# dissociation constant in electrochemistry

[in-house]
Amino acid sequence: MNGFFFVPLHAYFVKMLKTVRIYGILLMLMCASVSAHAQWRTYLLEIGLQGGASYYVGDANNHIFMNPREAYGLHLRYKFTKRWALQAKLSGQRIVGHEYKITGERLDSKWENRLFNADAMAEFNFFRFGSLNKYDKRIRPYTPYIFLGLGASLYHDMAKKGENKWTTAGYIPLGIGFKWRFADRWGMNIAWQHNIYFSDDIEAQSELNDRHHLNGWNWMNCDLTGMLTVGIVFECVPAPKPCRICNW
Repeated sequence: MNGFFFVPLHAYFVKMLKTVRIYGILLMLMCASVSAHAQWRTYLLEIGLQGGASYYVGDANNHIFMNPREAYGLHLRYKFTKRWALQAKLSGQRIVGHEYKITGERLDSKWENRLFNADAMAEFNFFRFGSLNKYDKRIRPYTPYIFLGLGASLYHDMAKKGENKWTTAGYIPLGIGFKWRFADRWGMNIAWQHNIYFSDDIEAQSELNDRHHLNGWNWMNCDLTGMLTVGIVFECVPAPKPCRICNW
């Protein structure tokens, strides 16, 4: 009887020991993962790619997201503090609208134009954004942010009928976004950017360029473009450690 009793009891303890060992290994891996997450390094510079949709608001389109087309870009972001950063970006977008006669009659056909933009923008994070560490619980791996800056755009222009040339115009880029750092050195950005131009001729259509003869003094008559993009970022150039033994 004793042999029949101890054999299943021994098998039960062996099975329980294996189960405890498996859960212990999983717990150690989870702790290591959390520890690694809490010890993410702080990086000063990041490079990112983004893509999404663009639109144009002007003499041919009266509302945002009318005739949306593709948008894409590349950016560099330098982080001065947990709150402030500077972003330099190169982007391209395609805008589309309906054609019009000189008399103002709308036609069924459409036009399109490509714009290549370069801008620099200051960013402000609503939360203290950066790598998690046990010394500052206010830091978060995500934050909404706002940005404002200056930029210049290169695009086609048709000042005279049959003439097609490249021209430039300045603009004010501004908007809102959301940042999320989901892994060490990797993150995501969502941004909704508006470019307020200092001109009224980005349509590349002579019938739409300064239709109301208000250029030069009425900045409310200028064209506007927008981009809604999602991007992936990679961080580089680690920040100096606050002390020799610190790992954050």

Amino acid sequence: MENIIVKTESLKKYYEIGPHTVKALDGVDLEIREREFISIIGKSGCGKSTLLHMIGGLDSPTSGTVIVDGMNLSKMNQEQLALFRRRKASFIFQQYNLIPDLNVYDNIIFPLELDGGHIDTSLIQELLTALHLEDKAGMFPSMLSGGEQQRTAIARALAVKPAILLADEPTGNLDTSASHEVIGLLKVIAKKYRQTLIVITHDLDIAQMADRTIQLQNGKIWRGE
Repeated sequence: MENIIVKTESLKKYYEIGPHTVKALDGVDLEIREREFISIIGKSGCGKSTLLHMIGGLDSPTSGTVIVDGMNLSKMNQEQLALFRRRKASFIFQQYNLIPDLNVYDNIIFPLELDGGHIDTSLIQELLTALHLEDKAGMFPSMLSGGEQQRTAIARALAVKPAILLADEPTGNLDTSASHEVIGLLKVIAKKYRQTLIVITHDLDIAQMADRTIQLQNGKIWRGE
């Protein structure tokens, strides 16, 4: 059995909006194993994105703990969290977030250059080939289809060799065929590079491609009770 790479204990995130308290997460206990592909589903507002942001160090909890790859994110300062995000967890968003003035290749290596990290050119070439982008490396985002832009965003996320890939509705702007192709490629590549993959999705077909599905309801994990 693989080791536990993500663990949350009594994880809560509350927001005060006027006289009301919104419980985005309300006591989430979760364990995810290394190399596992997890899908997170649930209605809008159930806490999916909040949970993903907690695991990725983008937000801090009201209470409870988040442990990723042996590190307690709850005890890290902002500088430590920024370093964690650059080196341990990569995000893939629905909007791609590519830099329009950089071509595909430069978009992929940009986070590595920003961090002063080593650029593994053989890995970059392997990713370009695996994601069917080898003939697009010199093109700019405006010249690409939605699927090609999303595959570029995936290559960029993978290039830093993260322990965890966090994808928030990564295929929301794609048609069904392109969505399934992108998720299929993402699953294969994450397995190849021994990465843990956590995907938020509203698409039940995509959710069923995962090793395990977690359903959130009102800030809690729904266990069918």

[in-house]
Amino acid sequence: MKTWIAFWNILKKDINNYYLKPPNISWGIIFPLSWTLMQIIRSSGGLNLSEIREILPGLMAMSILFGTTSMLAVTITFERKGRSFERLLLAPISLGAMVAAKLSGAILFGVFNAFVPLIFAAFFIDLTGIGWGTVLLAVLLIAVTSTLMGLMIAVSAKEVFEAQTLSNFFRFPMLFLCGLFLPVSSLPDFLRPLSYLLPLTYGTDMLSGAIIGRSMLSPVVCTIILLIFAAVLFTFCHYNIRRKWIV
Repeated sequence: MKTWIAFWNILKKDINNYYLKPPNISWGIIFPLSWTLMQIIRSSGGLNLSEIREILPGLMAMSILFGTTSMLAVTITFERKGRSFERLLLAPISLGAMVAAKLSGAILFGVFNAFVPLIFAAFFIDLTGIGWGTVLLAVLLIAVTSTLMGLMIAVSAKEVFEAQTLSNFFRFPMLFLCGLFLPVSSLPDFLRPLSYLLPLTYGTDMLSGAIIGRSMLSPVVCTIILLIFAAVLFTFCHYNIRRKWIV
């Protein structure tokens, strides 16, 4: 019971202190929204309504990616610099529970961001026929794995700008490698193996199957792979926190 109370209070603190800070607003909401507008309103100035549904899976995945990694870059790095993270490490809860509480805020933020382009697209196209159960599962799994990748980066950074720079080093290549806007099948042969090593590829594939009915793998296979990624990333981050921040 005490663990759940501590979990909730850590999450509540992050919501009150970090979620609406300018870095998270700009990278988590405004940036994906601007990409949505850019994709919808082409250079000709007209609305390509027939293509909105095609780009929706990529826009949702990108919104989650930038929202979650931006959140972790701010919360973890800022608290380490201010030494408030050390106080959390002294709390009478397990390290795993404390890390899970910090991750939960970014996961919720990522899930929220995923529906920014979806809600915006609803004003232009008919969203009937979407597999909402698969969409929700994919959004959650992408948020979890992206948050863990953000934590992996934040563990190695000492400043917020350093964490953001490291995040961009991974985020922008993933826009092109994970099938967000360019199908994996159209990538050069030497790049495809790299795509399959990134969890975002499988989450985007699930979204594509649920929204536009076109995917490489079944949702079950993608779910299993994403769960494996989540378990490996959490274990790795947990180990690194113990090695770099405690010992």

Salts such as $$K_2O$$, $$NaOCH_3$$ (sodium methoxide), and $$NaNH_2$$ (sodamide, or sodium amide), whose anions are the conjugate bases of species that would lie below water in Table $$\PageIndex{2}$$, are all strong bases that react essentially completely (and often violently) with water, accepting a proton to give a solution of $$OH^−$$ and the corresponding cation: $K_2O_{(s)}+H_2O_{(l)} \rightarrow 2OH^−_{(aq)}+2K^+_{(aq)} \label{16.5.18}$, $NaOCH_{3(s)}+H_2O_{(l)} \rightarrow OH^−_{(aq)}+Na^+_{(aq)}+CH_3OH_{(aq)} \label{16.5.19}$, $NaNH_{2(s)}+H_2O_{(l)} \rightarrow OH^−_{(aq)}+Na^+_{(aq)}+NH_{3(aq)} \label{16.5.20}$. Conversion of chemical energy into electrical energy. Thus the numerical values of K and $$K_a$$ differ by the concentration of water (55.3 M). Butyric acid is responsible for the foul smell of rancid butter. For the general electrochemical reaction of the type: Ecell = Eocell – RT/ nF ln [C]c [D]d / [A]a [B]b, Ecell = Eocell – 2.0303 RT / nF log [C]c [D]d / [A]a [B]b, Ecell = Eocell – 0.0591 / n log [C]c [D]d / [A]a [B]b at 298K. On a vérifié l'accord entre les vagues théoriques et celles expérimentales dans l'acétonitrile et dans des solutions aqueuses de HClO4. The magnitude of the equilibrium constant for an ionization reaction can be used to determine the relative strengths of acids and bases. Cell potential or emf of a cell: In the galvanic cell there are two half cell, the oxidation half-cell( anode) and the reduction half -cell( cathode).Due to the difference in the potentials of these half-cells, the electric current moves from the electrode of higher potential (cathode) to the electrode of lower potential( anode). If Eocell is negative then the reaction is not feasible. The magnitude of the equilibrium constant for an ionization reaction can be used to determine the relative strengths of acids and bases. For example, in the electrolysis of molten sodium chloride, sodium chloride is melted (above 801oC), two electrodes are inserted into the melt, and an electric current is passed through the molten salt. The fully protonated species is always the strongest acid because it is easier to remove a proton from a neutral molecule than from a negatively charged ion. In particular, we would expect the $$pK_a$$ of propionic acid to be similar in magnitude to the $$pK_a$$ of acetic acid. E.g. Electrochemical cell are of two types: galvanic cells and electrolytic cells. Copyright © 1967 Published by Elsevier Ltd. https://doi.org/10.1016/0013-4686(67)80104-X. Conversely, smaller values of $$pK_b$$ correspond to larger base ionization constants and hence stronger bases. Polyprotic acids (and bases) lose (and gain) protons in a stepwise manner, with the fully protonated species being the strongest acid and the fully deprotonated species the strongest base. When an electric current is passed through an electrolyte, the amount of substance deposited is proportional to the quantity of electric charge passed through the electrolyte. The standard conditions taken are: A series of the standard electrode has been established by measuring the potential of various electrodes versus standard hydrogen electrode(SHE). When the potential difference is applied between the two electrodes, Na+ and H+ ions move towards the cathode and Cl– and OH– ions move towards the anode. Consequently, it is impossible to distinguish between the strengths of acids such as HI and HNO3 in aqueous solution, and an alternative approach must be used to determine their relative acid strengths. The $$pK_a$$ and $$pK_b$$ for an acid and its conjugate base are related as shown in Equations $$\ref{16.5.15}$$ and $$\ref{16.5.16}$$. The equilibrium will therefore lie to the right, favoring the formation of the weaker acid–base pair: $\underset{\text{stronger acid}}{NH^+_{4(aq)}} + \underset{\text{stronger base}}{PO^{3-}_{4(aq)}} \ce{<=>>} \underset{\text{weaker base}}{NH_{3(aq)}} +\underset{\text{weaker acid}} {HPO^{2-}_{4(aq)}}$. The equilibrium will therefore lie to the right, favoring the formation of the weaker acid–base pair: $\underset{\text{stronger acid}}{CH_3CH_2CO_2H_{(aq)}} + \underset{\text{stronger base}}{CN^-_{(aq)}} \ce{<=>>} \underset{\text{weaker base}}{CH_3CH_2CO^-_{2(aq)}} +\underset{\text{weaker acid}} {HCN_{(aq)}}$. The conjugate base of a strong acid is a weak base and vice versa. Because the $$pK_a$$ value cited is for a temperature of 25°C, we can use Equation $$\ref{16.5.16}$$: $$pK_a$$ + $$pK_b$$ = pKw = 14.00. i.e., the generation of electricity by spontaneous redox reactions. Smaller values of $$pK_a$$ correspond to larger acid ionization constants and hence stronger acids. The values of $$K_a$$ for a number of common acids are given in Table $$\PageIndex{1}$$. At the bottom left of Figure $$\PageIndex{2}$$ are the common strong acids; at the top right are the most common strong bases. From Table $$\PageIndex{1}$$, we see that the $$pK_a$$ of $$HSO_4^−$$ is 1.99. Calculate $$K_a$$ and $$pK_a$$ of the dimethylammonium ion ($$(CH_3)_2NH_2^+$$). (In fact, the $$pK_a$$ of propionic acid is 4.87, compared to 4.76 for acetic acid, which makes propionic acid a slightly weaker acid than acetic acid.) The oxidation and reduction take place in two separate compartments. You will notice in Table $$\PageIndex{1}$$ that acids like $$H_2SO_4$$ and $$HNO_3$$ lie above the hydronium ion, meaning that they have $$pK_a$$ values less than zero and are stronger acids than the $$H_3O^+$$ ion. For example, in the electrolysis of NaCl solution, apart from Na+ and Cl–ions the solution of sodium chloride also contains H+ and OH– ions due to ionisation of water. The equilibrium constant for this dissociation is as follows: $K=\dfrac{[H_3O^+][A^−]}{[H_2O][HA]} \label{16.5.2}$. In contrast, in the second reaction, appreciable quantities of both $$HSO_4^−$$ and $$SO_4^{2−}$$ are present at equilibrium. For more information contact us at info@libretexts.org or check out our status page at https://status.libretexts.org. Then refer to Tables $$\PageIndex{1}$$and$$\PageIndex{2}$$ and Figure $$\PageIndex{2}$$ to determine which is the stronger acid and base. Legal. Conversely, the conjugate bases of these strong acids are weaker bases than water. As you learned, polyprotic acids such as $$H_2SO_4$$, $$H_3PO_4$$, and $$H_2CO_3$$ contain more than one ionizable proton, and the protons are lost in a stepwise manner. Calculate $$K_a$$ for lactic acid and $$pK_b$$ and $$K_b$$ for the lactate ion. The LibreTexts libraries are Powered by MindTouch® and are supported by the Department of Education Open Textbook Pilot Project, the UC Davis Office of the Provost, the UC Davis Library, the California State University Affordable Learning Solutions Program, and Merlot. If we add Equations $$\ref{16.5.6}$$ and $$\ref{16.5.7}$$, we obtain the following: In this case, the sum of the reactions described by $$K_a$$ and $$K_b$$ is the equation for the autoionization of water, and the product of the two equilibrium constants is $$K_w$$: Thus if we know either $$K_a$$ for an acid or $$K_b$$ for its conjugate base, we can calculate the other equilibrium constant for any conjugate acid–base pair. 5. For example, nitrous acid ($$HNO_2$$), with a $$pK_a$$ of 3.25, is about a million times stronger acid than hydrocyanic acid (HCN), with a $$pK_a$$ of 9.21. 1 molar concentration of each ion in the solution. Electrode potential: In a galvanic cell, when two-electrode are dipped in their respective ion there is a tendency of one of the electrodes (anode) to undergo oxidation whereas the ion of the other electrode (cathode) has the tendency to gain an electron. What is the electrochemical series? It is used to maintain the charge balance and to complete the circuit by allowing the flow of ions through it. Identify the conjugate acid–base pairs in each reaction. The base ionization constant $$K_b$$ of dimethylamine ($$(CH_3)_2NH$$) is $$5.4 \times 10^{−4}$$ at 25°C. Equilibrium always favors the formation of the weaker acid–base pair. Measurements of the conductivity of 0.1 M solutions of both HI and $$HNO_3$$ in acetic acid show that HI is completely dissociated, but $$HNO_3$$ is only partially dissociated and behaves like a weak acid in this solvent. Consider, for example, the $$HSO_4^−/ SO_4^{2−}$$ conjugate acid–base pair. Calculate $$K_b$$ and $$pK_b$$ of the butyrate ion ($$CH_3CH_2CH_2CO_2^−$$). Typically, electrochemistry deals with the overall reactions when multiple redox reactions occur simultaneously, connected via some external electric current and a suitable electrolyte. Notice the inverse relationship between the strength of the parent acid and the strength of the conjugate base. On supplying current the ions move towards electrodes of opposite polarity and simultaneous reduction and oxidation take place. These interconversions are carried out in equipment called electrochemical cell. In fact, all six of the common strong acids that we first encountered in Chapter 4 have $$pK_a$$ values less than zero, which means that they have a greater tendency to lose a proton than does the $$H_3O^+$$ ion.